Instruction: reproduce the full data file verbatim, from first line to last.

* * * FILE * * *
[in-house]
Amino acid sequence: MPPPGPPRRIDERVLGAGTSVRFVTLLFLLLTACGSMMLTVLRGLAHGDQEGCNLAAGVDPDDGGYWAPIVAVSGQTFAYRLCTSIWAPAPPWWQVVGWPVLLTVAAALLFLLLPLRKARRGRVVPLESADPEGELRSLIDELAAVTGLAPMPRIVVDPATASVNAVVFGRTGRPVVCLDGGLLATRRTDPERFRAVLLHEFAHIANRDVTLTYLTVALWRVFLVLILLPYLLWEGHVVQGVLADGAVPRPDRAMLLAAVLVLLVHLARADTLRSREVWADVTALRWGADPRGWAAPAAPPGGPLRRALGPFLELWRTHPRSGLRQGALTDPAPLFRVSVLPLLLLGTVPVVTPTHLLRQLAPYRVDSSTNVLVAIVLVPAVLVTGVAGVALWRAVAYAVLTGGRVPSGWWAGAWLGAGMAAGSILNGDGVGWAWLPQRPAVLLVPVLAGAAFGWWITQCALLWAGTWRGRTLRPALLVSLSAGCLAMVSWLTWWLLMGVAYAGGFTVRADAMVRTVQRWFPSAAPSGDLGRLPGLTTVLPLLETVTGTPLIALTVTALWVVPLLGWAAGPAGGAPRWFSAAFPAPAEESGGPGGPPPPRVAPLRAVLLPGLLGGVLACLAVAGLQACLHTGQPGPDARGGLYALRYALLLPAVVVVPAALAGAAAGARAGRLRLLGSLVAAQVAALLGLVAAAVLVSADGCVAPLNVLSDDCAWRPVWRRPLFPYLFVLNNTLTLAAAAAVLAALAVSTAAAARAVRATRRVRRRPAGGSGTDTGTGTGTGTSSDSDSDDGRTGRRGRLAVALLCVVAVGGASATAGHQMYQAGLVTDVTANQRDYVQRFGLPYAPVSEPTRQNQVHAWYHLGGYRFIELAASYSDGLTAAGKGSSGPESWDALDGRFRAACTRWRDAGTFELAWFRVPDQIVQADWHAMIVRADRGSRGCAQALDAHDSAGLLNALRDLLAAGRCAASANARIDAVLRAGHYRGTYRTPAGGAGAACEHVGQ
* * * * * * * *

[in-house]
Amino acid sequence: MPPPGPPRRIDERVLGAGTSVRFVTLLFLLLTACGSMMLTVLRGLAHGDQEGCNLAAGVDPDDGGYWAPIVAVSGQTFAYRLCTSIWAPAPPWWQVVGWPVLLTVAAALLFLLLPLRKARRGRVVPLESADPEGELRSLIDELAAVTGLAPMPRIVVDPATASVNAVVFGRTGRPVVCLDGGLLATRRTDPERFRAVLLHEFAHIANRDVTLTYLTVALWRVFLVLILLPYLLWEGHVVQGVLADGAVPRPDRAMLLAAVLVLLVHLARADTLRSREVWADVTALRWGADPRGWAAPAAPPGGPLRRALGPFLELWRTHPRSGLRQGALTDPAPLFRVSVLPLLLLGTVPVVTPTHLLRQLAPYRVDSSTNVLVAIVLVPAVLVTGVAGVALWRAVAYAVLTGGRVPSGWWAGAWLGAGMAAGSILNGDGVGWAWLPQRPAVLLVPVLAGAAFGWWITQCALLWAGTWRGRTLRPALLVSLSAGCLAMVSWLTWWLLMGVAYAGGFTVRADAMVRTVQRWFPSAAPSGDLGRLPGLTTVLPLLETVTGTPLIALTVTALWVVPLLGWAAGPAGGAPRWFSAAFPAPAEESGGPGGPPPPRVAPLRAVLLPGLLGGVLACLAVAGLQACLHTGQPGPDARGGLYALRYALLLPAVVVVPAALAGAAAGARAGRLRLLGSLVAAQVAALLGLVAAAVLVSADGCVAPLNVLSDDCAWRPVWRRPLFPYLFVLNNTLTLAAAAAVLAALAVSTAAAARAVRATRRVRRRPAGGSGTDTGTGTGTGTSSDSDSDDGRTGRRGRLAVALLCVVAVGGASATAGHQMYQAGLVTDVTANQRDYVQRFGLPYAPVSEPTRQNQVHAWYHLGGYRFIELAASYSDGLTAAGKGSSGPESWDALDGRFRAACTRWRDAGTFELAWFRVPDQIVQADWHAMIVRADRGSRGCAQALDAHDSAGLLNALRDLLAAGRCAASANARIDAVLRAGHYRGTYRTPAGGAGAACEHVGQ